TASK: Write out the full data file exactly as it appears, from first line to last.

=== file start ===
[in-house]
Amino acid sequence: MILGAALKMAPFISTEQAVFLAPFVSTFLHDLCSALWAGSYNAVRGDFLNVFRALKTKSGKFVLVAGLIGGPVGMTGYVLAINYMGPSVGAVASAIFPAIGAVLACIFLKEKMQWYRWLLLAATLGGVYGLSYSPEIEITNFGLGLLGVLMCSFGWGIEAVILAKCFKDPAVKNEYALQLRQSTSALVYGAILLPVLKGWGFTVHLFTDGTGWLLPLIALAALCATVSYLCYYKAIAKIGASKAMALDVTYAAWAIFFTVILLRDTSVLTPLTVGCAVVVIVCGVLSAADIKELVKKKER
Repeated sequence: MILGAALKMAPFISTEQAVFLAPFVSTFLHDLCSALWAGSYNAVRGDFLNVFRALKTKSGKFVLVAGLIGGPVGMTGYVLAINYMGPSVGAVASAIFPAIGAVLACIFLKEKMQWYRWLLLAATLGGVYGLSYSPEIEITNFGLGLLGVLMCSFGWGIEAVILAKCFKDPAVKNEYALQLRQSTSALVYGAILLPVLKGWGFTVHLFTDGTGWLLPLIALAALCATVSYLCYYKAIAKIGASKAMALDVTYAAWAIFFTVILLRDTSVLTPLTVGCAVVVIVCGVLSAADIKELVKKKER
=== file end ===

[in-house]
Amino acid sequence: MILGAALKMAPFISTEQAVFLAPFVSTFLHDLCSALWAGSYNAVRGDFLNVFRALKTKSGKFVLVAGLIGGPVGMTGYVLAINYMGPSVGAVASAIFPAIGAVLACIFLKEKMQWYRWLLLAATLGGVYGLSYSPEIEITNFGLGLLGVLMCSFGWGIEAVILAKCFKDPAVKNEYALQLRQSTSALVYGAILLPVLKGWGFTVHLFTDGTGWLLPLIALAALCATVSYLCYYKAIAKIGASKAMALDVTYAAWAIFFTVILLRDTSVLTPLTVGCAVVVIVCGVLSAADIKELVKKKER
Repeated sequence: MILGAALKMAPFISTEQAVFLAPFVSTFLHDLCSALWAGSYNAVRGDFLNVFRALKTKSGKFVLVAGLIGGPVGMTGYVLAINYMGPSVGAVASAIFPAIGAVLACIFLKEKMQWYRWLLLAATLGGVYGLSYSPEIEITNFGLGLLGVLMCSFGWGIEAVILAKCFKDPAVKNEYALQLRQSTSALVYGAILLPVLKGWGFTVHLFTDGTGWLLPLIALAALCATVSYLCYYKAIAKIGASKAMALDVTYAAWAIFFTVILLRDTSVLTPLTVGCAVVVIVCGVLSAADIKELVKKKER